Item Type:Article
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URLURL TypeDescription
Bhartia, Rohit0000-0002-1434-7481
Beegle, Luther W.0000-0002-4944-4353
Carrier, Brandi L.0000-0001-9943-7138
Ehlmann, Bethany0000-0002-2745-3240
Hand, Kevin P.0000-0002-3225-9426
Additional Information:© The Author(s) 2021. This article is licensed under a Creative Commons Attribution 4.0 International License, which permits use, sharing, adaptation, distribution and reproduction in any medium or format, as long as you give appropriate credit to the original author(s) and the source, provide a link to the Creative Commons licence, and indicate if changes were made. The images or other third party material in this article are included in the article’s Creative Commons licence, unless indicated otherwise in a credit line to the material. If material is not included in the article’s Creative Commons licence and your intended use is not permitted by statutory regulation or exceeds the permitted use, you will need to obtain permission directly from the copyright holder. To view a copy of this licence, visit Received 23 July 2020; Accepted 20 February 2021; Published 25 May 2021. The Mars 2020 Mission. Edited by Kenneth A. Farley, Kenneth H. Williford and Kathryn M. Stack. The work described in this paper was partially carried out at the Jet Propulsion Laboratory, California Institute of Technology, under a contract with the National Aeronautics and Space Administration. We thank the NASA Postdoctoral Program fellowship awarded to Joseph Razzell Hollis, administered by the Universities Space Research Association on behalf of NASA. We thank K. D. Supulver for help with the WATSON motor count to working distance equations. We would thank the two reviewers for reading and improving the paper. We gratefully acknowledge the supporting contributions of Mars 2020 Project Personnel and Review Board members Dave Braun, Tom Glavich, Steve Macenka, Bill Mateer, Glenn Reeves, Jeff Simmonds, Mark Underwood, Mike Wilson, Kevin Clark, Elizabeth Cordoba, Soren Norvang Madsen, Nicole Spanovich, Art Thompson and Steven Scott. We also like to thank all the support of everyone who participated in a review board for any subsystem during the 6 years of instrument design and development. Finally, we wish to give our sincere thanks to everyone who worked the Deep UV spectroscopy technology during the 22 years that it was under development at JPL. It really was a herculean effort done by a group of truly excellent scientists and engineers.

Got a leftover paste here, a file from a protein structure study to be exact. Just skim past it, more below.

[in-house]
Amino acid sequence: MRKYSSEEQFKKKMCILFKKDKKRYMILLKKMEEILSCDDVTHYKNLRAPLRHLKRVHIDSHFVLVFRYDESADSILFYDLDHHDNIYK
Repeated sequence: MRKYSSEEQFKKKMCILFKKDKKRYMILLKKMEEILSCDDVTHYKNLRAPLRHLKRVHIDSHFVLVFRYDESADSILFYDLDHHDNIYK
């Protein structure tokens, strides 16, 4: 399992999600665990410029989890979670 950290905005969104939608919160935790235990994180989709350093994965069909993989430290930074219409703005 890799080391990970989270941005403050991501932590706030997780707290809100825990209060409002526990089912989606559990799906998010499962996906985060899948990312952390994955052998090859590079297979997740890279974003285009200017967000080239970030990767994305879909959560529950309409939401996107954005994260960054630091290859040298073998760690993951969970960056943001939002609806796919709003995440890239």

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NASA Postdoctoral ProgramUNSPECIFIED
Issue or Number:4
Record Number:CaltechAUTHORS:20210629-162102313
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Official Citation:Bhartia, R., Beegle, L.W., DeFlores, L. et al. Perseverance’s Scanning Habitable Environments with Raman and Luminescence for Organics and Chemicals (SHERLOC) Investigation. Space Sci Rev 217, 58 (2021).
Usage Policy:No commercial reproduction, distribution, display or performance rights in this work are provided.
ID Code:109644
Deposited By: Tony Diaz
Deposited On:29 Jun 2021 16:44
Last Modified:29 Jun 2021 16:44